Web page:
230 Honors Fine Arts. (4)
An introductory study of great authors for the theater, artists and/or composers and their works. Fulfills one course of the core fine arts requirement.
240 Honors Theology. (4)
The Christian Tradition rests on the Bible in combination with the received wisdom and practice that has been handed down for over two-thousand years. Students study and apply the interpretive methods for understanding the sacred text. The course then examines the major questions of Christianity by incorporating theological works, novels, the arts, and film into class discussion. Fulfills the lower-division core requirement for theology.
250 Honors Humanities. (4)
An introductory study of great literary writers, philosophers and/or historians. Emphasis of these courses (whether literature, philosophy, or history) will be determined by student and faculty interest. Fulfills one course of the lower-division humanities core requirement.
270 Honors Special Topics. (0-4)
Special topics courses offered according to student and faculty interest. Honors reading groups (0-1 credit) fall under the special topics heading. Honors students play the main role in determining the theme and frequency of such groups.
271 Individual Learning Project. (1-4)
Supervised reading or research at the lower-division level. Permission of the coordinator of honors and undergraduate research required. Not available to first-year students.
310-311 Great Books, Great Ideas. (4,4)
A year-long discussion-based seminar for juniors which concentrates on many of the world's greatest works of literature, political philosophy and intellectual history. Authors include Plato, Aristotle, Biblical writers, Augustine, Montaigne, Shakespeare, Goethe, Marx, Dostoevsky, Tolstoy, Freud, Woolf, Faulkner, O'Connor, Nadine Gordimer and Toni Morrison. Students selected for this seminar are asked to read a number of novels and plays to prepare themselves for participation in the course. Interview required in the Spring semester of a student's sophomore year.
320 Honors Social Science. (4)
A study of great ideas and developments in the social sciences. Fulfills the upper-division core requirement for the social sciences.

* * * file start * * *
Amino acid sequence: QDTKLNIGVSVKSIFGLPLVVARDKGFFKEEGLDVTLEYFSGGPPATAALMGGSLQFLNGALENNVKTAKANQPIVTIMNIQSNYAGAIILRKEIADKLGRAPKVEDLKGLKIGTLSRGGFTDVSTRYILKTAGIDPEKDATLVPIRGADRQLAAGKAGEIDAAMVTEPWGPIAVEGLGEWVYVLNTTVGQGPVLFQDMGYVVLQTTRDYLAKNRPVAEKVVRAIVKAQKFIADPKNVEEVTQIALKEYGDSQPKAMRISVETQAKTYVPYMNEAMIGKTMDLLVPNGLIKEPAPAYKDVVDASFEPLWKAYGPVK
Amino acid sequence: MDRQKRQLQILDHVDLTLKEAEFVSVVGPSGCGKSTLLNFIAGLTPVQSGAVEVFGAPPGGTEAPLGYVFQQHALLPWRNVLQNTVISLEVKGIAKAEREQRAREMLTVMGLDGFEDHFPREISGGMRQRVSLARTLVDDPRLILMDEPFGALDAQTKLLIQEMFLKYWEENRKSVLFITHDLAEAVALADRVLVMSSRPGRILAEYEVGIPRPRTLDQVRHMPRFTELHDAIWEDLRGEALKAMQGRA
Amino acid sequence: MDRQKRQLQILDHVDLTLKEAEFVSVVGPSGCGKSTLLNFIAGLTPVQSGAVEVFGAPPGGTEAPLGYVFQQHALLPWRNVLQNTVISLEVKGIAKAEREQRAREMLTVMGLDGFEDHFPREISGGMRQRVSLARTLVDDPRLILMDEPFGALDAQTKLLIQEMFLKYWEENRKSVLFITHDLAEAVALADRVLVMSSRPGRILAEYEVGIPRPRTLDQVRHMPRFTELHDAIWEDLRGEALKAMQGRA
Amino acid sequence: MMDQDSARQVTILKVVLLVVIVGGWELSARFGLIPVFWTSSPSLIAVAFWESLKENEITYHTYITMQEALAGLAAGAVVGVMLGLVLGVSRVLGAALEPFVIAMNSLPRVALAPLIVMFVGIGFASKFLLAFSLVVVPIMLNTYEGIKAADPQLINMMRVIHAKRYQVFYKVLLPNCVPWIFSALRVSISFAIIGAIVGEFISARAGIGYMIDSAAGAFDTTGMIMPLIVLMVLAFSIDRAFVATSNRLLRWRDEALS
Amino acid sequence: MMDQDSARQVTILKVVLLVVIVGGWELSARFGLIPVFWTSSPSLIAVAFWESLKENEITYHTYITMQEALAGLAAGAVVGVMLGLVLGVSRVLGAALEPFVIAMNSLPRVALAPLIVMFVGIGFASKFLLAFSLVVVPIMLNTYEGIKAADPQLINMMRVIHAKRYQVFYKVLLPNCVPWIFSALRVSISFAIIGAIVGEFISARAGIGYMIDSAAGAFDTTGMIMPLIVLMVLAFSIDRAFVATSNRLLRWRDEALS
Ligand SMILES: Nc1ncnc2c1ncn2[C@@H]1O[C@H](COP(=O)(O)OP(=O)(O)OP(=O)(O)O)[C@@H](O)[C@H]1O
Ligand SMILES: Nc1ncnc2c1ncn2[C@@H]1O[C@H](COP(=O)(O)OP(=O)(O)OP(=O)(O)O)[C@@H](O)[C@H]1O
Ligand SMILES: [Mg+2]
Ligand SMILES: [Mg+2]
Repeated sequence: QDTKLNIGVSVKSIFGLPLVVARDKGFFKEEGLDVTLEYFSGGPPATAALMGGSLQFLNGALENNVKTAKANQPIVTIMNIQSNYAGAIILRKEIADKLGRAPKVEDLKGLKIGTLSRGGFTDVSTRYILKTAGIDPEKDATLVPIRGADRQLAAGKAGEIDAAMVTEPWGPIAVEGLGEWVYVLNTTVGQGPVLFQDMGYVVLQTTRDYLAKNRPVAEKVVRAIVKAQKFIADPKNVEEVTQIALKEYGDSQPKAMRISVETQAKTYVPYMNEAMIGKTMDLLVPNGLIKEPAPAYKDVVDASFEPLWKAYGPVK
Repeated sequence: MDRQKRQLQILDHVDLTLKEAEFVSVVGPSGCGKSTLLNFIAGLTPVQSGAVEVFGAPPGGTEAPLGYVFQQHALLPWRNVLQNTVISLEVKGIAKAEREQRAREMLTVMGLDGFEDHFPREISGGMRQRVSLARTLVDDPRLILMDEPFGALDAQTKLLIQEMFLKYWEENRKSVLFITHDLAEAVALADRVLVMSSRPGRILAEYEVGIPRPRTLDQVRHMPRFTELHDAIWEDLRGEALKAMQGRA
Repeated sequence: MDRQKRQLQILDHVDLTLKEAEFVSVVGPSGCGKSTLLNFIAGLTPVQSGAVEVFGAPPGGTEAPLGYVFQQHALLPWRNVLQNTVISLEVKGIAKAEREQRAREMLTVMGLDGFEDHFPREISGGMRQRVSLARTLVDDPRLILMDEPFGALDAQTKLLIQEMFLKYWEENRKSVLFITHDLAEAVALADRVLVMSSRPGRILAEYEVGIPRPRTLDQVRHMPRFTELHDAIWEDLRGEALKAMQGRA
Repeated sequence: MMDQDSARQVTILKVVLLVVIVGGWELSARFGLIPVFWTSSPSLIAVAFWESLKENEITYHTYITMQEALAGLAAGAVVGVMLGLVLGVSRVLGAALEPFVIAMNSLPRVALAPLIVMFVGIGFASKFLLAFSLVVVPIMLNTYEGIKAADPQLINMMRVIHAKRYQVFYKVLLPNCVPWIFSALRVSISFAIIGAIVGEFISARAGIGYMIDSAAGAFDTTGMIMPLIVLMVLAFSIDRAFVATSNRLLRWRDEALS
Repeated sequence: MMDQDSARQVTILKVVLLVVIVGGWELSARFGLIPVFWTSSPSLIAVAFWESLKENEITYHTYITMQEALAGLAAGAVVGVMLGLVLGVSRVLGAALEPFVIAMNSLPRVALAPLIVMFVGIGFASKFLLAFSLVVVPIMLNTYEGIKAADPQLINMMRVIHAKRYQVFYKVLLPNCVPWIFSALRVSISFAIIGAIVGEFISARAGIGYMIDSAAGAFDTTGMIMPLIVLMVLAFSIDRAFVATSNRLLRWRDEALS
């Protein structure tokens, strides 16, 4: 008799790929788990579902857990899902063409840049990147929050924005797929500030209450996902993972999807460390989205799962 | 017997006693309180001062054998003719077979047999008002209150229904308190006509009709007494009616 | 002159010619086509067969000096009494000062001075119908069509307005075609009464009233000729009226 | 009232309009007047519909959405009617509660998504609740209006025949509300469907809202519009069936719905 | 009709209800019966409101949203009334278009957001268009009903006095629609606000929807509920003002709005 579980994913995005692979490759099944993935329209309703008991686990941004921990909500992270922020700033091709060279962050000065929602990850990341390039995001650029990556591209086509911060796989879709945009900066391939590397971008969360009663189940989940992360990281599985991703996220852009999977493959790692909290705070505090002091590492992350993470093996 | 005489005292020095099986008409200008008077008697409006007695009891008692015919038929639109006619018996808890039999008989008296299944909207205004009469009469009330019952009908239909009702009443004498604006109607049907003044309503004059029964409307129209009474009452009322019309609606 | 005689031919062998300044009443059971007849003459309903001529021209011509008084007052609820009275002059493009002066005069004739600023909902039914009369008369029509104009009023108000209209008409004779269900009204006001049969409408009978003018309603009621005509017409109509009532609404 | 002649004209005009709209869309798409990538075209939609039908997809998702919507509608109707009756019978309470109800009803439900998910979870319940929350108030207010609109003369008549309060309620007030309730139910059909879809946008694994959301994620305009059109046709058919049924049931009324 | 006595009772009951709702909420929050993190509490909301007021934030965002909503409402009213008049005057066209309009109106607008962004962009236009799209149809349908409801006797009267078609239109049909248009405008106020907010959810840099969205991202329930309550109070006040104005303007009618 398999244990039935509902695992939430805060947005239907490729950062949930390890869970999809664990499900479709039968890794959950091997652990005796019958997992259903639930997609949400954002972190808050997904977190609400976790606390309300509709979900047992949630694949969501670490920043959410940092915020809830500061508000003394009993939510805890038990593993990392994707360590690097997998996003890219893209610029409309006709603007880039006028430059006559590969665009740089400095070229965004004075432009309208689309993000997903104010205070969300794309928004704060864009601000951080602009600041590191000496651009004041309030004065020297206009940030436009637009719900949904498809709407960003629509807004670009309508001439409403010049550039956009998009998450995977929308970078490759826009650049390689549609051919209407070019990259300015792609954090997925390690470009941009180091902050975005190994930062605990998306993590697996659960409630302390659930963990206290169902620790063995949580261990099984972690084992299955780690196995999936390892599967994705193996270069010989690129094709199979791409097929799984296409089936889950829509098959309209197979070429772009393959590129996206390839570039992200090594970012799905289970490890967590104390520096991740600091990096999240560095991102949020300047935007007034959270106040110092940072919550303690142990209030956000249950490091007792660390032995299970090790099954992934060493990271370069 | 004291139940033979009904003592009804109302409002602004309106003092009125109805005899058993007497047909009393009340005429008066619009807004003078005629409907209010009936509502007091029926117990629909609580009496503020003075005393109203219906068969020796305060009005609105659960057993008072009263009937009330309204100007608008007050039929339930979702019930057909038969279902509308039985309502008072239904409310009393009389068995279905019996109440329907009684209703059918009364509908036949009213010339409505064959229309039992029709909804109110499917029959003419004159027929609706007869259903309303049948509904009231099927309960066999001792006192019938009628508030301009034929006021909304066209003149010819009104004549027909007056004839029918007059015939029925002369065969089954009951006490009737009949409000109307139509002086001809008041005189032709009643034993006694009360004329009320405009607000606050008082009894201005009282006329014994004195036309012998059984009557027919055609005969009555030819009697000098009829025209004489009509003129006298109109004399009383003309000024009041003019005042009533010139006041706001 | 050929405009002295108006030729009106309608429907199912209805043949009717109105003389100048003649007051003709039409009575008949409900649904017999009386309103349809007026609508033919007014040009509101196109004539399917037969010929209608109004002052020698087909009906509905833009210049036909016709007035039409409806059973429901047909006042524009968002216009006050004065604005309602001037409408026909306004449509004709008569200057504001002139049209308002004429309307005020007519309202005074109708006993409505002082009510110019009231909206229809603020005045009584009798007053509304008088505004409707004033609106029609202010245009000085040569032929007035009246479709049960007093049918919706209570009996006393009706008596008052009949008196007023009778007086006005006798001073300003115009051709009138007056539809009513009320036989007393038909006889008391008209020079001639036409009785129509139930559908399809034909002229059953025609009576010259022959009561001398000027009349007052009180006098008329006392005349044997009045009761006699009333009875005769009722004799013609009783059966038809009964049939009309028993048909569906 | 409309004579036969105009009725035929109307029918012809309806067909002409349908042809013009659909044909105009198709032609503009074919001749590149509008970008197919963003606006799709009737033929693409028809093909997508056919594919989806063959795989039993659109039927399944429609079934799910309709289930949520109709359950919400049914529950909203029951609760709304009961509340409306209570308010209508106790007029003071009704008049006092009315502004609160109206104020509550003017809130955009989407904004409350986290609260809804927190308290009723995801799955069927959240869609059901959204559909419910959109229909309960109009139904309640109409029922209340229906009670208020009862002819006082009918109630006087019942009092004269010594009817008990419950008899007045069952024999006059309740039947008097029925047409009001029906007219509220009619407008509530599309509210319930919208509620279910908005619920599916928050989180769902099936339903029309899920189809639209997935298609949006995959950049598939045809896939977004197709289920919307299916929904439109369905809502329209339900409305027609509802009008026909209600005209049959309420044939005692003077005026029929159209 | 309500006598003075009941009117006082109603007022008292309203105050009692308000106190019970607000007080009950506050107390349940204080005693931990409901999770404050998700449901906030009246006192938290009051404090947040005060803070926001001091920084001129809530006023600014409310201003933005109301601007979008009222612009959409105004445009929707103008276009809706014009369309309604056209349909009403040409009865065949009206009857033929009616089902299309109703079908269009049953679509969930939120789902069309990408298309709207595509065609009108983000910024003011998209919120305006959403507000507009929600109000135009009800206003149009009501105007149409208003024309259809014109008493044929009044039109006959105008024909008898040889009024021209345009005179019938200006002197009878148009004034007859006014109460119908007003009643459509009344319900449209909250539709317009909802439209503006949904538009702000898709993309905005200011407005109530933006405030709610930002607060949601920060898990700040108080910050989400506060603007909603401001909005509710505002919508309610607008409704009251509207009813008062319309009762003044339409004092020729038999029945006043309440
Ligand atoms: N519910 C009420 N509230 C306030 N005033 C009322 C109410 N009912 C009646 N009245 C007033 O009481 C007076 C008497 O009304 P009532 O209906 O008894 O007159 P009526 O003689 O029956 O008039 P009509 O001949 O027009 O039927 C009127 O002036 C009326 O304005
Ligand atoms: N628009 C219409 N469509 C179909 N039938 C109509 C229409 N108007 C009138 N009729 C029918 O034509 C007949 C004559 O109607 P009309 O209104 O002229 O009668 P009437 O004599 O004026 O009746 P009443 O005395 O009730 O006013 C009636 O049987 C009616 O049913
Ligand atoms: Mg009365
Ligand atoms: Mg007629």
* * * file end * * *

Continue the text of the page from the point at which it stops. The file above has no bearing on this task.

340 Honors Judeo-Christian Heritage. (4)
An in-depth study of great writers, texts, developments and ideas of our Judeo-Christian culture and its traditions. Fulfills the upper-division core Judeo-Christian heritage requirement.
350 Honors Humanities. (4)
A study of great philosophers, literary authors and/or historians and their works. Emphasis of this course (whether history, literature, or philosophy) will be determined by student and faculty interest. Fulfills one course of the core upper-division humanities requirement.
370 Honors Special Topics. (0-4)
Special topics courses offered according to student and faculty interest. Honors reading groups (0-1 credit) fall under the special topics heading. Honors students play the main role in determining the theme and frequency of special topics courses.
371 Individual Learning Project. (1-4)
Supervised reading or research at the upper-division level. Permission of the coordinator of honors and undergraduate research and completion (or concurrent registration) of 12 credits within the program required. Not available to first-year students.
390 Honors Senior Seminar. (4)
Analysis of societal and personal ethical issues. Topics are interdisciplinary and are chosen because they defy easy answers and widen the field of moral vision. This honors course fulfills the core senior seminar requirement.
396 Proposal for Honors Essay, Research or Creative Project. (0-1)
Regular meetings with an advisor from the student's academic major and completion of a proposal for a senior honors essay or project. Normally taken spring semester of the student's junior year.
398 Honors Senior Essay, Research or Creative Project. (4)
Close work with a faculty advisor from the student's major department in writing a thesis, conducting research or executing a creative project, often in an area closely related to the advisor's own research or creative work culminating in a public defense. Students receiving a grade of A or H receive departmental distinction within their major. Normally taken fall semester of the senior year within the student's major (e.g., CHEM 398, ENGL 398, PSYC 398). Note: also available to students not in the Honors Program. Prerequisites: HONR 396 and approval of the appropriate departmental chair and the coordinator of the honors and undergraduate research program.